It is that time of year where everyone compiles all of the best and worst stuff of the year. In this case, I'm talking about wrestling and I am no different from every other wrestle dork on the inter-web. I take a slightly different approach than most because more often than not, I don't keep up with current wrestling. So, I can't provide a match of the year (MOTY) or anything like that...even though I saw a couple of ROH matches that I thought were great. I'm pretty sure those aren't ending up on folks lists though Anyhow, I'm doing my Best Match Watched list for 2019 which are the best matches of any year that I've watched in the past 365 days. This probably won't be the longest list since I started the blog since we were moving this year and had to sell our house BUT I've got some matches that I haven't blogged about that I think are worthy contenders so, I might surprise myself. So, to start let's go back to the half way point of the year and recap from my June post: -Hans Schmidt vs Yukon Eric - Chicago Wrestling (circa 1958): Simple, brutal wrestling - the ropes break, part of the ring breaks. Classic shit. -Wahoo McDaniel vs Greg Valentine - JCP (1977): Near classic hard-hitting bout and angle. -Rick Martel vs Nick Bockwinkel - AWA (1984): The in-ring work, the story, this is a classic. -AKIRA vs Kenny Omega - NJPW Best of the Super Jrs. (2010): Another 'not a classic but great match.' -Prince Devitt vs Gedo - NJPW Best of the Super Jrs. (2010): Simple match layout but, the swearing/intensity of this match was lights out awesome. -Finlay vs TAJIRI - Smash - Final Show (2012): A near-classic emotional and physically punishing bout. Fans of either guys need to watch this! -Daniel Bryan vs CM Punk - Money in the Bank (2012): Great -Michael Elgin vs Roderick Strong - ROH Summer Heat Tour (Cincinnati 2014): Classic ROH title fight. -Jeff Cobb vs Ricochet - PWG Battle of Los Angeles (2016): Great match! 12-14 minute barn burner -Zack Sabre Jr. vs Tomohiro Ishii - Wrestle Kingdom 13 (2019): Inoki Strong Style lives! Great match at least but, a near-classic to me. Not a bad list so far...let's see what the 2nd half of 2019 has for us...Starting with Starrcade matches... Jack & Jerry Brisco vs Ricky Steamboat & Jay Youngblood (1983): A great action-packed match. Maybe people don't think that can happen in 1983 here we have it! There were tons of double team moves from both sides. Angelo Mosca is the ref and played his role perfectly. This felt like a real battle in the unreal realm of pro-wrestling! Roddy Piper vs Greg Valentine (1983): A madhouse type of match where they're just wailing away on each other with abandon. So many visually remarkable moments involving the chain...man they just did it right. A brutal and bloody affair. A classic match. Tully Blanchard vs Magnum TA (1985): This was violent from the very start... Visceral barbaric wrestling...this did not disappoint. An all-time classic without a doubt. If this is your thing, go see this match. Road Warriors vs Arn Anderson & Tully Blanchard (1987): This is perhaps the best Warriors match I've seen. I loved this match- it was all about selling and timing and it comes off beautifully! Near classic match. Ric Flair vs Lex Luger (1988): This is a classic match with a simple story and layout. They never go too complicated in the moves department and therefore never mess anything up. Then, you're riding on charisma and selling in order to get the match over with the fans. Here they truly excel. Flair is a given but, Luger at this time seemed to have even God on his side. Never was I a Lex fan until I saw him from this era. And, man! Did he have "it" for a few years? The physique and the power are on full display and it really seems like Ric is facing his replacement for the 90's in this match. Genichiro Tenryu & Ashura Hara vs Masa Chono & Shinya Hashimoto (WAR 10/01/93): Ten minutes of solid ass-kicking. Hash (IWGP champ) gets on the mic before the bell and talks some trash that kicks off this intense sprint-fight. As much as I love a smooth wrestling match (like above), I love a rough non-cooperative slobber knocker just the same. All four guys use their simple offense and great selling to put on a near-classic match. Don't believe me? Watch for Tenryu's chops on Chono...that should get you going... Tanaka, Kuroda & Koji Nakagawa vs Kanemura, Hido & Hosaka (FMW - Exploding Barbwire match - 09/01/96): Fourteen plus minutes of brutal, dramatic deathmatch wrestling. The fighting was top notch and the barbwire and bomb spots were extremely meaningful in terms of the drama. Seriously, this was one of the best FMW matches and the best deathmatches that I've seen. Classic match and a must-see for Masato Tanaka fans. Hayabusa vs TAKA Michinoku (FMW 11/16/96): Dives, counters, springboard moves, and big signature offense - it wasn't a classic but, dang! It was a great match. Right up there with the Joshi match. Megumi Kudo vs Shinobu Kandori (FMW 12/11/96): Kandori submission attempts and Kudome heart and head drops make this a good match just on paper. Here they throw in all kinds of teases & fake-outs. It made for a really exciting Joshi match (which I haven't seen in ages). Plus their timing and chemistry were fantastic. I would have to say this fits right alongside AJW stuff from '96 and probably better than many of the overlong bouts that Toyota had that year. Strong BJW vs Get Wild (Omori & Manabu Soya) (AJPW 11/29/2011): This is my jam! BJW are tag champs and damn! do they look it here. Omori and Soya can only hope to slow down the juggernaut team. Of course, the AJ team finds a way but, you know Sekimoto and Okabayashi are not going down without a fight! If you're into Choshu/Hashimoto/WAR/Kensuke type stuff then, you must watch this 20-minute RWTL match. It is so simple from a move/sequence perspective yet, the physicality is remarkable. That's what really keeps you hooked and what moves the story along. Matches like this feel like a battle in the true sense of the term. There are ebbs and flows, bits of luck, acts of courage and desperation - This was a classic match to me. Bennett & Taven vs Ciampa & Hanson (ROH Winter Warriors Dayton 2015): This all kinds of chaos! I love this type of stuff A simple story of the bearded babyfaces getting revenge on the shit-talking, good looking heels, and babe. The energy was there, the pacing was there, and everything just clicked. Great match and a fantastic segment if you count the match before. Alberto El Patron vs Roderick Strong (ROH Winter Warriors Dayton 2015): This was a fantastic physical match between two veteran wrestlers. Alberto was going after Roddy's injured arm; hoping to secure the cross armbreaker. Roderick was trying to break down El Patron's body as only he can. The fans were psyched to see this match up and so was I. Alberto, Regal, and Danielson were two guys I would watch in the WWE so, it was great to see the former Dos Caras Jr. in a ring where he could show US fans what he's about. It was a shame they couldn't bring him in for more shows but, I'm glad we got this one. A great match, maybe a near-classic that was everything it needed to be. From ROH - Conquest Tour 2015 - Hopkins MN Roderick Strong vs Silas Young - This is a good match just on paper. You know they're going to hit hard and keep the pace up so, I was confident this bout would get things back on track. And I was not disappointed. This bout felt like a genuine struggle which is much appreciated in 2019. They had answers for each other's tricks & traps and I think that helped make this a great match. In fact, I wouldn't sneeze at anyone who would rate this **** 1/4. Great finish and MOTN thus far. Briscoes vs War Machine - The tag team equivalent of the above match. Physical and surprisingly quick match. Now its not like the Young Bucks were facing off against Jay & Mark but, War Machine hustled like a couple of Young Vaders. Another great match where **** 1/4 would totally be acceptable. Now for some that weren't covered on the blog: Jun Akiyama vs Katsuyori Shibata (Wrestle -1 (not Mutoh) 08/04/05): A very stiff BattlARTS type of match. It was great although its no surprise that Shibata, who based his career on these types of bouts, is now retired. If you're a fan of either, really go watch this now... Sabu vs Rob Van Dam (ECW Guilty as Charged 2000): A controversial choice since most folks on the PWO match discussion archive thought this was just "good" at best. It was perhaps their best single match with one another to me. In that regard, this match was superior to many similar move centric hardcore matches a few years later in ROH and certainly beyond. They did not go for overkill & empty their tanks and that IS why this is a great match. It felt like an athletic competition (in the ECW world) and not moves for moves sake. Now for some I'd only written in my notebook but are ABSOLUTELY worth talking about now: Miracle Violence Connection (Williams and Gordy) vs Misawa & Kawada (AJPW 12/06/91 RWTL Final Match): Holy crap is Gordy intense! The MVC gameplan is to divide and conquer. The Japanese team knows this and make frequent tags and hit the Americans high & low. The trick is to endure Miracle Violence's onslaught though...and what an onslaught it is! Near classic encounter with those little unexpected moments that make this era of AJPW so great. Kurt Angle vs Yuji Nagata (TNA/NJPW Wrestle Kingdom II): Saw this around when it happened and thought it was great but not classic stuff. I re-watched this a couple of months ago and damn was I wrong! This was a freaking intense wrestling match. If you're down for guys working submissions and escapes and selling through facial expressions - this is a match for you. I will go on to say this was an extension of Inoki Strong Style and belongs in that upper echelon. I know more about Nagata now than 11 years ago and understand the nuances of this bout so, I really can appreciate this as puro as a combat sport. Classic match Samoa Joe vs Kurt Angle (TNA Lockdown 2008): I remember the hype for this match and the clips from Impact and the DVD ads and I thought this looked amazing. I was right...took me more than a decade to see it but, it was worth the wait. Like the above Nagata match, this was puro as combat sport. Perhaps even more so as this was during Angle's MMA training/Frank Trigg period, we have a hexagonal cage, and this was around UFC's break-through period of mainstream acceptance with their Ultimate Fighter show also on SPIKE. Anyhow, these two agreed to go stiff where it reminded me of Joe vs Kobashi for a moment or two. Seriously that lariat! Are you kidding me? Add that in with excellent build and pacing and we end up with a true classic and perhaps an all-time must-see classic encounter when you take into consideration their history and the build-up to this battle. This is certainly top tier for TNA and "puro" in America type matches as well as Inoki Strong Style in the 2000's. Samoa Joe vs Austin Aries (TNA Slammiversary X - 2012): Well, hot damn! These guys still have it 8 years after their Final Battle classic. In fact, the similarities are uncanny...is this the same match just 8 years later? No...can't be...regardless they still brought the intensity and I cannot find any fault here. I loved this match and thought it was a classic especially for TNA fans. Magnus (Nick Aldis) vs KAI (TNA/Wrestle-1 Global Impact 2014): This is for the TNA World title and I certainly had my reservations going into this. Thankfully, we get 15 minutes of simple snug wrestling. It felt very similar to WCW vs NJPW stuff in Japan. This was excellently paced, well worked with some stiffer than expected moves, and an emphatic finish. I truly can't find a fault with this match, great stuff. Rush & Dragon Lee vs Briscoe Brothers (ROH TV Summer 2019): This was a PPV level match for free. Jay and Mark still have that crazy streak so this was all action - blood, chair assisted moves, double teams. Plus both teams have a personality which is something I think ROH does lack at this time. (I like Taven but, don't get what they're doing with him btw).A few more minutes and this would have been a classic but, this was a great match nonetheless. Look for this one somehow! SO LET'S ORGANIZE THIS! What is the cream of the crop? I think I'm going to go with an emotional pick and choose Samoa Joe vs Kurt Angle (TNA Lockdown 2008) as the Best Match Watched. The other top 5 matches are classic matches with timeless moments etched into my brain and it took me a long time to rule them out as the top of the top. The Joe vs Angle match plays off my nostalgia from 2008 and watching TNA Impact every week. In that regard, I can legitimately say they are two of my favorites of the 2000's and to see them truly have the all-out war that they only showed hints of in 2006 was an unbelievable pay-off to me. The Nagata match with Kurt was a precursor to the Lockdown match and although that was a classic in its own right, it helped bolster the drama of the Joe match. I don't know if this was intentional or what but, it totally worked on me. I think Tully vs Magnum is a known all-time classic and I don't know what one more person agreeing with that sentiment is going to do for its prestige. You know what I mean? It is required viewing without me saying so I think Piper vs Valentine is a precursor to that match and for that reason should be on your must-watch list. I don't think it gets the love it deserves perhaps because people think of the WWF versions of the guys and think it can't be as intense as people say. I would leave it from the top spot just because its finish cannot match the Tully vs Magnum finish...not much can though! The Schmidt vs Yukon and Martel vs Bockwinkel bouts are ones that I had never really heard of but, certainly deserve more recognition. I understand folks not wanting to go back to 1958 but, I really recommend watching pre-1970s wrestling at least a couple times every year. It gets harder and harder since we get further and further away from it...trust me. The AWA title match with Rick & Nick was one of those things I found online that I just wanted to explore as I'm always trying to find more good "wrestling" from them. I've seen damn near 80% of their ESPN show but, always want to see more of the era before they went out of business. Martel and Bock are two in particular that I was looking for and to see this title match was great...little did I know it would be a masterpiece. All that being said, I go back to my emotional bias for the Joe vs Angle Lockdown fight being the reason I say it’s the Best Match I watched in 2019. I also think it’s probably an arguable match to consider a classic and an objective "better match" than those mentioned above. Thing is I'm not going to argue against that...The point is that the Lockdown match was ticked off every box for me...I was invested in the outcome, I was surprised and entertained, my 11-year-long expectations were exceeded, and I'm a fan of both wrestlers. So, I'm much happier giving some love for a match that many might overlook because of when it was and who it was wrestled for (TNA) than telling you something you already know like with the I Quit or Dog Collar match. OK explanation over Let's do the rest of the year award type things next post. Thanks for reading!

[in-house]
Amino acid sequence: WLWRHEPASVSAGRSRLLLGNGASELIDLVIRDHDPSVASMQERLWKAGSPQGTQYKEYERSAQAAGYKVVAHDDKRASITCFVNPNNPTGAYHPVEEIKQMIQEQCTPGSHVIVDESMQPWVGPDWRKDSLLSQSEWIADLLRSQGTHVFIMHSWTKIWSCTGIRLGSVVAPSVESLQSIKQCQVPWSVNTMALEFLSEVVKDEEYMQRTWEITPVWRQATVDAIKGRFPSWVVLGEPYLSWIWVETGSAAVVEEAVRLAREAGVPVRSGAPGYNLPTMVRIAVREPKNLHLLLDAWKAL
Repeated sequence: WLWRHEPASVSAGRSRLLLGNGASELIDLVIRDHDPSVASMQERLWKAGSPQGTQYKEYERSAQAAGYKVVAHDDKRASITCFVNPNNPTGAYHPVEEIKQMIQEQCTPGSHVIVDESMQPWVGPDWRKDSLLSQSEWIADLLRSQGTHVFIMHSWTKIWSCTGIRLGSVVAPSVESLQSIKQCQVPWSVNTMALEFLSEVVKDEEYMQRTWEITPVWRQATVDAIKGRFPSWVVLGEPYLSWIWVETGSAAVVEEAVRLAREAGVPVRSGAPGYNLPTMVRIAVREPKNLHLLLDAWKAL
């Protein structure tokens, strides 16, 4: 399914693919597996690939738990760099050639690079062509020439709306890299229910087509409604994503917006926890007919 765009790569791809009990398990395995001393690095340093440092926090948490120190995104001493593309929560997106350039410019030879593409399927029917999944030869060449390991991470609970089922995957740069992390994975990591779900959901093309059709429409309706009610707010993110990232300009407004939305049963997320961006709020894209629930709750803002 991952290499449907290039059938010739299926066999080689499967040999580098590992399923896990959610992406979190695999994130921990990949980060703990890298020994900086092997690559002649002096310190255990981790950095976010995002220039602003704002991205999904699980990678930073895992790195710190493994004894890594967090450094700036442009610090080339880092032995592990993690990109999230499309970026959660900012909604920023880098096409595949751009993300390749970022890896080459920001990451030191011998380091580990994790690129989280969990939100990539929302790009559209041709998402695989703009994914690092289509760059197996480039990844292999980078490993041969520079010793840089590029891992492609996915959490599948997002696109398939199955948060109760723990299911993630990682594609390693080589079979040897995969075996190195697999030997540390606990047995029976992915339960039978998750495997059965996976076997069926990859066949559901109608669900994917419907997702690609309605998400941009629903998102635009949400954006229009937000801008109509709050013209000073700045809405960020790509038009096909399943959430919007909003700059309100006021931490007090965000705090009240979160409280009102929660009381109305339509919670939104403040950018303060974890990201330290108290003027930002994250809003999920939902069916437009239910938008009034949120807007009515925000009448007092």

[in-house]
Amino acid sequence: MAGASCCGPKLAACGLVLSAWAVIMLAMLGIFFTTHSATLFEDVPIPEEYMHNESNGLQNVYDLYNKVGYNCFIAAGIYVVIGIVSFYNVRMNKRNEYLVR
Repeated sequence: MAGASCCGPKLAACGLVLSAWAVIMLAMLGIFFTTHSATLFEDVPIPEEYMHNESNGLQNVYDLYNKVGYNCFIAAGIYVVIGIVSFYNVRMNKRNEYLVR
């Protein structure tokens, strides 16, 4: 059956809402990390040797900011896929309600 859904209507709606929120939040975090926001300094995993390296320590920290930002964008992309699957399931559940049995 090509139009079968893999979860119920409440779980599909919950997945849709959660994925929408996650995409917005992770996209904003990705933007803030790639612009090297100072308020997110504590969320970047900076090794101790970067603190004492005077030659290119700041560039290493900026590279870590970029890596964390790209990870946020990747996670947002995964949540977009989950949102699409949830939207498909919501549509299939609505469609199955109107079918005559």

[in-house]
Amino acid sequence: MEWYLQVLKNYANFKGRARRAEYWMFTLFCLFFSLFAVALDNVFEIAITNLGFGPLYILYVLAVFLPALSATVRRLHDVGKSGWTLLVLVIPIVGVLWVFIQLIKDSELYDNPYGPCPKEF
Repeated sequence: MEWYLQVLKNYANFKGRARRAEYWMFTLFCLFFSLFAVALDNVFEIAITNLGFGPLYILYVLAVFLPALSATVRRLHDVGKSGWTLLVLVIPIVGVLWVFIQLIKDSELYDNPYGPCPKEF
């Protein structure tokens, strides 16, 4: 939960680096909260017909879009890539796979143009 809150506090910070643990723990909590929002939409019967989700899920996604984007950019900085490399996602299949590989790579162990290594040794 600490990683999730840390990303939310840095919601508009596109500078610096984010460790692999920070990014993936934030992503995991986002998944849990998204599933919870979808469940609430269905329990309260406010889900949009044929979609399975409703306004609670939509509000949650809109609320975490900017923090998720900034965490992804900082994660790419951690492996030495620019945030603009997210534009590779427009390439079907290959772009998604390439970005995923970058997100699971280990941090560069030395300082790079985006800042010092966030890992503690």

12. G. Badger